Publisher’s Note: We appreciate the splendid reaction you have made to our posts. Your comments are viewed by regulators, the press and Congressional staff. We apologize for not responding to the questions you raised in your comments or the questions you raised in the submissions to CRE via the contact link on this website. Rest assured a member of our staff reads all submissions and the comments are placed in a database which we use for our advocacy operations. That said, we simply do not have the resources to be as responsive to your requests as your have been to ours.
Publishers Note: CRE very much appreciates the insights our readers have displayed in their comments and are transmitting them to Administration officials.
Ms. Valerie B. Jarrett
Senior Advisor and Assistant to the President for Intergovernmental Affairs and Public Engagement
Re: CRE’s Creation of a Kratom Scheduling Docket
Dear Ms. Jarrett:
In his Open Government Directive, President Obama called for creating and institutionalizing a “Culture of Open Government.” The President explained that to
create an unprecedented and sustained level of openness and accountability in every agency, senior leaders should strive to incorporate the values of transparency, participation, and collaboration into the ongoing work of their agency.
Publisher’s Note: A similar letter or email from members of your Congressional delegation to the White House staff would be very helpful.
DEA Is Creating a Black Market Which Will Finance Organized Crime and Terrorist Groups
At the end of this month, September 30, 2016, the DEA will create a black market as a result of its ban of kratom. The ban will go into effect on October 1 unless it is modified prior to that date.
The effective date of the ban should be extended from October 1, 2016 to July 1, 2017 in order to allow the public to comment on the proposed ban.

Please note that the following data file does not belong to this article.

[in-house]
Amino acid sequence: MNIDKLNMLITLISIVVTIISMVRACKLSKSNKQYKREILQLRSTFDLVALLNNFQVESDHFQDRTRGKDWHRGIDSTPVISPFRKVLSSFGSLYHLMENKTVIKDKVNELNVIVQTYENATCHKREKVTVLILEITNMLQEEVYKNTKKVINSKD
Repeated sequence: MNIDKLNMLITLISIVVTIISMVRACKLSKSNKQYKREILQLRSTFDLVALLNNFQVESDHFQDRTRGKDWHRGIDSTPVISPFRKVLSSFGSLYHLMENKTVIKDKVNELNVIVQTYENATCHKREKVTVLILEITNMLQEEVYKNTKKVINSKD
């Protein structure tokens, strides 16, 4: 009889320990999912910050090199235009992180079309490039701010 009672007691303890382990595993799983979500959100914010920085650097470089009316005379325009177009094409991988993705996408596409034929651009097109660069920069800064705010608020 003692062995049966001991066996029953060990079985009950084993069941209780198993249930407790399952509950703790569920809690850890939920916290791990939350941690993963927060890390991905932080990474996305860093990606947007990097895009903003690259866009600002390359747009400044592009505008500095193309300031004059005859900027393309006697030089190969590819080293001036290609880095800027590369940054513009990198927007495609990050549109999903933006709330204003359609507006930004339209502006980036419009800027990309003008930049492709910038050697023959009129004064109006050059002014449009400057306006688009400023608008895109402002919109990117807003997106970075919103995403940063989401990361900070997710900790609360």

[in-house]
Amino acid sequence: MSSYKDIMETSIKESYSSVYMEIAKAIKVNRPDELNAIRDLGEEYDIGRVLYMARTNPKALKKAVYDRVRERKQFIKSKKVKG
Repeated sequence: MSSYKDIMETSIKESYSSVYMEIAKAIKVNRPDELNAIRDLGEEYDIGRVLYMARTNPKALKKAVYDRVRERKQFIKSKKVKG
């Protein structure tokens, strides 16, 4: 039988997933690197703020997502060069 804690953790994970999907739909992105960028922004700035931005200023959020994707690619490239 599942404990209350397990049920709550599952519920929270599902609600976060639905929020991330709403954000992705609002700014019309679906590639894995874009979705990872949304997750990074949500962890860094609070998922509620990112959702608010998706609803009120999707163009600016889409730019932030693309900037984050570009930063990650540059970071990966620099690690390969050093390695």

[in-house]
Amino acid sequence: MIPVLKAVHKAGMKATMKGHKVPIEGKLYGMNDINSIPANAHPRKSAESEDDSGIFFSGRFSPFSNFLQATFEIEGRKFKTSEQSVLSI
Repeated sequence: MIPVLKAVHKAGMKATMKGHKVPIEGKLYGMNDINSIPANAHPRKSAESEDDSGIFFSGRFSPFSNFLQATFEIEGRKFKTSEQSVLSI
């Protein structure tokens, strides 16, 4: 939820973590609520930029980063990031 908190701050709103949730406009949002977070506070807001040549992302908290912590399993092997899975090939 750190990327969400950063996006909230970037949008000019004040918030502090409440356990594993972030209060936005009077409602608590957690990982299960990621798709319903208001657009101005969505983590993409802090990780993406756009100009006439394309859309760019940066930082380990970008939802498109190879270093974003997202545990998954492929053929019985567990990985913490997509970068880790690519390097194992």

One thing an Interactive Public Docket ( IPD) does is that it provides an open forum for the public not only to express their views on a topic but it allows others to comment on their comments.
The post we made yesterday resulted in a number of very notable contributions in that many of the comments addressed the two critical questions raised in our post:
- If kratom is banned will a new black market come into existence?
- Is there an elephant in the room?
In one instance a comment answered a question CRE did not ask, namely the identification of the elephant or elephants.
Kratom is legal in Canada; Kratom is legal in Mexico.
The United States has a significant number of its population in dire need of kratom because other products do not live up to their claims. This is a textbook definition of the birth of a black market since the country in which a product is banned is surrounded by countries, which on each and every of its borders, sale the product legally.
Does one really believe that one of the premier law enforcement agencies in the world is ignorant of such an observation; we think this only a remote possibility but have no information to substantiate our underlying hypothesis.
On September 12 CRE sent a letter ( cre-dea-kratom-1 ) which contains a roadmap for the Drug Enforcement Administration to address the alleged problems with kratom through the adoption of a transparent and public process.
CRE concluded in the aforementioned letter:
However in this instance, the DEA action to ban Kratom, the conflict is considerably wider in scope. In this instance there is a sharp disagreement among a number of federal agencies. Consequently if there were ever a time for an OMB intervention this is it.
CRE recommends the following:
This IPD will contain a description of the most recent developments concerning Kratom. To this end CRE compliments those interested public citizens who have made hundreds of comments on the subject, see the “Comment” discussion forum to the right of this post.
These posts made by the public are of extreme importance because they are provided to regulators on a 24/7 basis.